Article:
Tips for Connecting with Hiring Managers
There is something to be said for going out on a limb. In a job market replete with applicants but still somewhat scarce on qualified talent in some industries, it’s not a bad idea to do what you can to set yourself apart when you are a good fit for a company. Is it ever a good idea to contact the hiring manager directly? You bet.
Hiring Managers Make Hires!
The first thing to remember about hiring managers, HR professionals and recruiters is their job is to make the best hire for a given position. They are not in the business of trying to keep positions open. Their reputations are built on their ability to fill positions quickly with good candidates who are great investments for the hiring companies. Remember that and it will alleviate a bit of the anxiety of reaching out to hiring managers.
The second thing to remember is that hiring managers are people with limited resources, a finite amount of time, families, work schedules and a massive workload. It’s not hard for a good candidate – even the right candidate – to be overlooked amidst a stack of similar-looking resumes. So take that into consideration before you contact any hiring manager. Out of respect for their position and their time, you should have only one of two reasons for calling any hiring manager:
1) You are looking for more information on job description that seems a bit incomplete, or
2) You are the PERFECT fit for the job advertised.
Will Contacting the Hiring Manager Ruin My Chances?
Maybe. It is always more palatable to contact recruiters via email or a social platform as opposed to cold calling. This is especially true with larger companies as the ability to maintain some semblance of order presents more of a challenge to recruiters of Fortune 100 companies than it would to recruiters of the local web-based tech start up.
It is up to you which method you apply. There may be some recoil from the HR department if you have gone over their heads to contact the hiring manager directly. On the other hand, if someone called you out of the blue with the perfect solution to a major problem you are facing, would you be interested or annoyed? Now, there certainly are times when candidates end phone calls with hiring managers feeling like they have ruined their chances of getting the job; in the end, however, the perfect fit is the perfect fit. And that’s not something that’s easy to find. Read about the “The Perfect Fit Challenge” by Ron Venckus. Admittedly, it is a risk to reach out. Perhaps not as great as the risk you would take by not reaching out.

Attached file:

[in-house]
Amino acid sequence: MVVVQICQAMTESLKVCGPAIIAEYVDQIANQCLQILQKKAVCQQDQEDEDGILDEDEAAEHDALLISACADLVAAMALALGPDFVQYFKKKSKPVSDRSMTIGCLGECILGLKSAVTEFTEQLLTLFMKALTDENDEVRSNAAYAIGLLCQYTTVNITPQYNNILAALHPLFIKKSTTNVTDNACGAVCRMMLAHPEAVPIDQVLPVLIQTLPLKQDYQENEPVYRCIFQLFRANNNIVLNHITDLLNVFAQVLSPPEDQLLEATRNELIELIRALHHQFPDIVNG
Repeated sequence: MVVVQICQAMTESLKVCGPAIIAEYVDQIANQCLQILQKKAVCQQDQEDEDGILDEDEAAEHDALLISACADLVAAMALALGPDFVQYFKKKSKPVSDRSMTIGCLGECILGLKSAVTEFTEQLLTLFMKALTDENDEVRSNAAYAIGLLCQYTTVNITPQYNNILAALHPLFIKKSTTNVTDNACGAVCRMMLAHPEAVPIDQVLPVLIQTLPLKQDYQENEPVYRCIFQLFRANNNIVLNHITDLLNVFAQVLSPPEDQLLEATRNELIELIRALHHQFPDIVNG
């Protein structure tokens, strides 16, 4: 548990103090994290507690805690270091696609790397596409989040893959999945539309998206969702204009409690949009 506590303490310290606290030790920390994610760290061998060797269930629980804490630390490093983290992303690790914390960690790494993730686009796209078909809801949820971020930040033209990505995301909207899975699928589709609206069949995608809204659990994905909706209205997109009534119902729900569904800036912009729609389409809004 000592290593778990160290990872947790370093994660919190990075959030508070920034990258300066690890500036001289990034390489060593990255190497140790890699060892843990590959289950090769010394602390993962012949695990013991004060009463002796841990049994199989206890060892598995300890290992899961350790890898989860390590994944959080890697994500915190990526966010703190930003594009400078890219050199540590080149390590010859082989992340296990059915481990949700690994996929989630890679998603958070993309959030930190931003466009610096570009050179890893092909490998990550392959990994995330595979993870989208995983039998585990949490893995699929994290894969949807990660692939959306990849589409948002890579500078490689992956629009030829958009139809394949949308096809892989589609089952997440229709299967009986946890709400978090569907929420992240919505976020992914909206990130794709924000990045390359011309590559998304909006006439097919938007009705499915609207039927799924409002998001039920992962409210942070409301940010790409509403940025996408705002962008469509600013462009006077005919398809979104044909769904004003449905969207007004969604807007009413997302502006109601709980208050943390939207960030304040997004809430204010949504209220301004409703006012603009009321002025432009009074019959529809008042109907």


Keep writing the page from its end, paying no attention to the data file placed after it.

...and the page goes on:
There’s a train of thought that says if you can ruin your chances of getting a job in a 3-minute phone call, you probably weren’t the right fit for the position anyway. Which brings up a key point: have a professional, engaging, succinct pitch all ready to go before you ever call.
How to Get in Touch with a Hiring Manager
Hiring managers aren’t always easy to identify. Your best bet really is to keep tabs on the target company. You can do that through social media, automated alerts generated by search engines, or the target company’s website. In addition, you can always contact the company directly to find out who heads up a specific department if you don’t already have that information. Or, call after hours and see if you can pull some information from the automated corporate directory. For more ways to circumvent the gatekeeper read Judit E. Price’s guest article, “Skills for Career Success: Reaching the Hiring Manager and Getting Past the Gatekeeper.”
Making Your Pitch
While you may be the perfect candidate, essentially you are still a salesperson making a cold call. Keep your pitch short, sweet and to the point. There are just a handful of details to include when you make your phone call. Tell the hiring manager who you are, your field of expertise and why you are calling. It’s okay to let the recruiter know whether or not you have submitted your resume or applied. Just do not give them the sense that you are calling because you applied are worried and have not heard back.
Last thing: don’t forget your call-to-action. At the end of your call to the hiring manager, ask for an interview. For great tips on how to ask the hiring manage for an interview, read Houston Chronicle’s “How to Call and Ask for a Job Interview.”